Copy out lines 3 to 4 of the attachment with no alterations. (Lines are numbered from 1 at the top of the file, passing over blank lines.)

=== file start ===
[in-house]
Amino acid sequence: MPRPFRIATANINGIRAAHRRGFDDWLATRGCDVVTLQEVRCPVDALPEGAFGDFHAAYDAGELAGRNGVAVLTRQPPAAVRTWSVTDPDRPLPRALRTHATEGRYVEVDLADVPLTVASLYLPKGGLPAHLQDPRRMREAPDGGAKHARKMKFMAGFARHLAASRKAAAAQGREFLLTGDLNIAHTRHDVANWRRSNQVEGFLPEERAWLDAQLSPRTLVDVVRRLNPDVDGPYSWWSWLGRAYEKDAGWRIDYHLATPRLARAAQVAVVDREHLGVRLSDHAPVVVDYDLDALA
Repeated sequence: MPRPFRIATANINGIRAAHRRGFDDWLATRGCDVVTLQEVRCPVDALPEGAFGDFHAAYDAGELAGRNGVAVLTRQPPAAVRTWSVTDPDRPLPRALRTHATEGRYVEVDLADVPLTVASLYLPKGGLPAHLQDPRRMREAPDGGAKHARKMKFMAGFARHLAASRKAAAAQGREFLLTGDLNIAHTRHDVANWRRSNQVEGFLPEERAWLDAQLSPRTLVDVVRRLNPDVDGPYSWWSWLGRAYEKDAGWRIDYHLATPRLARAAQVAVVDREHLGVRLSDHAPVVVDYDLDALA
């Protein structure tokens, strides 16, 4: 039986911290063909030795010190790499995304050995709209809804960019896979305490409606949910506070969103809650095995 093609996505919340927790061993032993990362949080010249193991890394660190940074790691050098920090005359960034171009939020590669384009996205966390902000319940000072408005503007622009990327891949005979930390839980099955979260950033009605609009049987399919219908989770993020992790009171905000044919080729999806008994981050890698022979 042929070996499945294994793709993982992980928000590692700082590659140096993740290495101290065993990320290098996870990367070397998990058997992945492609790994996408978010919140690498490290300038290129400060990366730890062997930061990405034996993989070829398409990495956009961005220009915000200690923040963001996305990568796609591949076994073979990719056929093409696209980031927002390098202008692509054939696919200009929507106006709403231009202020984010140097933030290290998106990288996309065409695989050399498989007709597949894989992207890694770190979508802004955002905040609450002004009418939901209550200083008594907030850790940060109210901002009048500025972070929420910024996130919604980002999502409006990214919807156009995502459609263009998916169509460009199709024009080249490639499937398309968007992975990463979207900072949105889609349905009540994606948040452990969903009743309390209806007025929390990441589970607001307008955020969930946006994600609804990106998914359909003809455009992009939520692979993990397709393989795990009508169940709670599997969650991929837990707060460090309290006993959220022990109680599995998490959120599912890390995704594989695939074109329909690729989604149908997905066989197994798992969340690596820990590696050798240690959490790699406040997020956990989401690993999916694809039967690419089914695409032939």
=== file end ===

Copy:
Repeated sequence: MPRPFRIATANINGIRAAHRRGFDDWLATRGCDVVTLQEVRCPVDALPEGAFGDFHAAYDAGELAGRNGVAVLTRQPPAAVRTWSVTDPDRPLPRALRTHATEGRYVEVDLADVPLTVASLYLPKGGLPAHLQDPRRMREAPDGGAKHARKMKFMAGFARHLAASRKAAAAQGREFLLTGDLNIAHTRHDVANWRRSNQVEGFLPEERAWLDAQLSPRTLVDVVRRLNPDVDGPYSWWSWLGRAYEKDAGWRIDYHLATPRLARAAQVAVVDREHLGVRLSDHAPVVVDYDLDALA
């Protein structure tokens, strides 16, 4: 039986911290063909030795010190790499995304050995709209809804960019896979305490409606949910506070969103809650095995 093609996505919340927790061993032993990362949080010249193991890394660190940074790691050098920090005359960034171009939020590669384009996205966390902000319940000072408005503007622009990327891949005979930390839980099955979260950033009605609009049987399919219908989770993020992790009171905000044919080729999806008994981050890698022979 042929070996499945294994793709993982992980928000590692700082590659140096993740290495101290065993990320290098996870990367070397998990058997992945492609790994996408978010919140690498490290300038290129400060990366730890062997930061990405034996993989070829398409990495956009961005220009915000200690923040963001996305990568796609591949076994073979990719056929093409696209980031927002390098202008692509054939696919200009929507106006709403231009202020984010140097933030290290998106990288996309065409695989050399498989007709597949894989992207890694770190979508802004955002905040609450002004009418939901209550200083008594907030850790940060109210901002009048500025972070929420910024996130919604980002999502409006990214919807156009995502459609263009998916169509460009199709024009080249490639499937398309968007992975990463979207900072949105889609349905009540994606948040452990969903009743309390209806007025929390990441589970607001307008955020969930946006994600609804990106998914359909003809455009992009939520692979993990397709393989795990009508169940709670599997969650991929837990707060460090309290006993959220022990109680599995998490959120599912890390995704594989695939074109329909690729989604149908997905066989197994798992969340690596820990590696050798240690959490790699406040997020956990989401690993999916694809039967690419089914695409032939």